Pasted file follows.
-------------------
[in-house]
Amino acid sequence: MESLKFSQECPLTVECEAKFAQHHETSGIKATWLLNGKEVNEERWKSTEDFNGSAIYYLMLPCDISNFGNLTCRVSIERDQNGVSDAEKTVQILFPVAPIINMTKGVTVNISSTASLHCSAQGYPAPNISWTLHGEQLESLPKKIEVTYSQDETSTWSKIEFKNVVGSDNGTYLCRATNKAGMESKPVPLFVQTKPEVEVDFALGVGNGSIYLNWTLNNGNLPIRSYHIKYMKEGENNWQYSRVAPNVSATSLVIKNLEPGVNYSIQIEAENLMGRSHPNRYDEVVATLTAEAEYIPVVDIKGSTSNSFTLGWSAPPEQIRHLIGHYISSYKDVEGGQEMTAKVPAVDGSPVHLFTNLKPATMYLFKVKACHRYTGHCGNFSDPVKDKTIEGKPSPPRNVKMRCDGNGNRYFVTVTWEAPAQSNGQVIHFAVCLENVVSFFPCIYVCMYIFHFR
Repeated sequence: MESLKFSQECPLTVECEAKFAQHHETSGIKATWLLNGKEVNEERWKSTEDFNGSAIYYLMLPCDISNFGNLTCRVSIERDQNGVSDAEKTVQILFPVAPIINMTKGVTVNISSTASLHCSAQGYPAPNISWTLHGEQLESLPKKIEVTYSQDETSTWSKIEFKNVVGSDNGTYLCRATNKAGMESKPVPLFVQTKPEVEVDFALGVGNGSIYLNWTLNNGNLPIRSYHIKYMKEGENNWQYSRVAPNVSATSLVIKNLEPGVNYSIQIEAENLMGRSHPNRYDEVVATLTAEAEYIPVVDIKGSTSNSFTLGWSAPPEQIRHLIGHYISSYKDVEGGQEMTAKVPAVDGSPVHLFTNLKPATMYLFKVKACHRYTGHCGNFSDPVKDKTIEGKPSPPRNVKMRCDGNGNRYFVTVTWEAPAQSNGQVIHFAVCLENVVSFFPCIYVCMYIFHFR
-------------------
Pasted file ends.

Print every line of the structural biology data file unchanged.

[in-house]
Amino acid sequence: MESLKFSQECPLTVECEAKFAQHHETSGIKATWLLNGKEVNEERWKSTEDFNGSAIYYLMLPCDISNFGNLTCRVSIERDQNGVSDAEKTVQILFPVAPIINMTKGVTVNISSTASLHCSAQGYPAPNISWTLHGEQLESLPKKIEVTYSQDETSTWSKIEFKNVVGSDNGTYLCRATNKAGMESKPVPLFVQTKPEVEVDFALGVGNGSIYLNWTLNNGNLPIRSYHIKYMKEGENNWQYSRVAPNVSATSLVIKNLEPGVNYSIQIEAENLMGRSHPNRYDEVVATLTAEAEYIPVVDIKGSTSNSFTLGWSAPPEQIRHLIGHYISSYKDVEGGQEMTAKVPAVDGSPVHLFTNLKPATMYLFKVKACHRYTGHCGNFSDPVKDKTIEGKPSPPRNVKMRCDGNGNRYFVTVTWEAPAQSNGQVIHFAVCLENVVSFFPCIYVCMYIFHFR
Repeated sequence: MESLKFSQECPLTVECEAKFAQHHETSGIKATWLLNGKEVNEERWKSTEDFNGSAIYYLMLPCDISNFGNLTCRVSIERDQNGVSDAEKTVQILFPVAPIINMTKGVTVNISSTASLHCSAQGYPAPNISWTLHGEQLESLPKKIEVTYSQDETSTWSKIEFKNVVGSDNGTYLCRATNKAGMESKPVPLFVQTKPEVEVDFALGVGNGSIYLNWTLNNGNLPIRSYHIKYMKEGENNWQYSRVAPNVSATSLVIKNLEPGVNYSIQIEAENLMGRSHPNRYDEVVATLTAEAEYIPVVDIKGSTSNSFTLGWSAPPEQIRHLIGHYISSYKDVEGGQEMTAKVPAVDGSPVHLFTNLKPATMYLFKVKACHRYTGHCGNFSDPVKDKTIEGKPSPPRNVKMRCDGNGNRYFVTVTWEAPAQSNGQVIHFAVCLENVVSFFPCIYVCMYIFHFR